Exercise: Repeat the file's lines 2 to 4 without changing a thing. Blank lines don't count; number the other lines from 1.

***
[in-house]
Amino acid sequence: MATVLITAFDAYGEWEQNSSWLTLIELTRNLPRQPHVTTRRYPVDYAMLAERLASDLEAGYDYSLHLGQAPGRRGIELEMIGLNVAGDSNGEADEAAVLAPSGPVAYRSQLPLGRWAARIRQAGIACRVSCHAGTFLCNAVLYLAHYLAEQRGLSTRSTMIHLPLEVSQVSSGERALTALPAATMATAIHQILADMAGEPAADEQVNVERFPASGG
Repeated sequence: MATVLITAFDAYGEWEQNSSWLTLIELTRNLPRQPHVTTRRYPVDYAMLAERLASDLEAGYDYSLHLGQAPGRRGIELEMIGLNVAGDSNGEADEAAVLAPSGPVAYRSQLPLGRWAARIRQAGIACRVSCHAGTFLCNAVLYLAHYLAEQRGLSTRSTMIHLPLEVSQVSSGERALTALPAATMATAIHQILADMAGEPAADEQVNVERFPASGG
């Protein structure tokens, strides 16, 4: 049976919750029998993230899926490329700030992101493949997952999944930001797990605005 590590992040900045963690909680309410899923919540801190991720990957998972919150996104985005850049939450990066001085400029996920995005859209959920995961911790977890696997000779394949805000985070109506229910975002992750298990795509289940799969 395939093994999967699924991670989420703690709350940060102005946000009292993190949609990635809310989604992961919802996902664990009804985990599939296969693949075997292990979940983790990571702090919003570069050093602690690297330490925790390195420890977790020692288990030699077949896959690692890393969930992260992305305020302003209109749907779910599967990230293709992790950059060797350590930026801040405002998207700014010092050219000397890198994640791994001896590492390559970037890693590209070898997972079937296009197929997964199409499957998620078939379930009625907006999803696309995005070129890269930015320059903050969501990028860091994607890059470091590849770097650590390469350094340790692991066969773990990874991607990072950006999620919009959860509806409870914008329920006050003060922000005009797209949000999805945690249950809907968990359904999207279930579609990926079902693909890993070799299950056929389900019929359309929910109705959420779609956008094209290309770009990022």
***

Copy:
Amino acid sequence: MATVLITAFDAYGEWEQNSSWLTLIELTRNLPRQPHVTTRRYPVDYAMLAERLASDLEAGYDYSLHLGQAPGRRGIELEMIGLNVAGDSNGEADEAAVLAPSGPVAYRSQLPLGRWAARIRQAGIACRVSCHAGTFLCNAVLYLAHYLAEQRGLSTRSTMIHLPLEVSQVSSGERALTALPAATMATAIHQILADMAGEPAADEQVNVERFPASGG
Repeated sequence: MATVLITAFDAYGEWEQNSSWLTLIELTRNLPRQPHVTTRRYPVDYAMLAERLASDLEAGYDYSLHLGQAPGRRGIELEMIGLNVAGDSNGEADEAAVLAPSGPVAYRSQLPLGRWAARIRQAGIACRVSCHAGTFLCNAVLYLAHYLAEQRGLSTRSTMIHLPLEVSQVSSGERALTALPAATMATAIHQILADMAGEPAADEQVNVERFPASGG
């Protein structure tokens, strides 16, 4: 049976919750029998993230899926490329700030992101493949997952999944930001797990605005 590590992040900045963690909680309410899923919540801190991720990957998972919150996104985005850049939450990066001085400029996920995005859209959920995961911790977890696997000779394949805000985070109506229910975002992750298990795509289940799969 395939093994999967699924991670989420703690709350940060102005946000009292993190949609990635809310989604992961919802996902664990009804985990599939296969693949075997292990979940983790990571702090919003570069050093602690690297330490925790390195420890977790020692288990030699077949896959690692890393969930992260992305305020302003209109749907779910599967990230293709992790950059060797350590930026801040405002998207700014010092050219000397890198994640791994001896590492390559970037890693590209070898997972079937296009197929997964199409499957998620078939379930009625907006999803696309995005070129890269930015320059903050969501990028860091994607890059470091590849770097650590390469350094340790692991066969773990990874991607990072950006999620919009959860509806409870914008329920006050003060922000005009797209949000999805945690249950809907968990359904999207279930579609990926079902693909890993070799299950056929389900019929359309929910109705959420779609956008094209290309770009990022």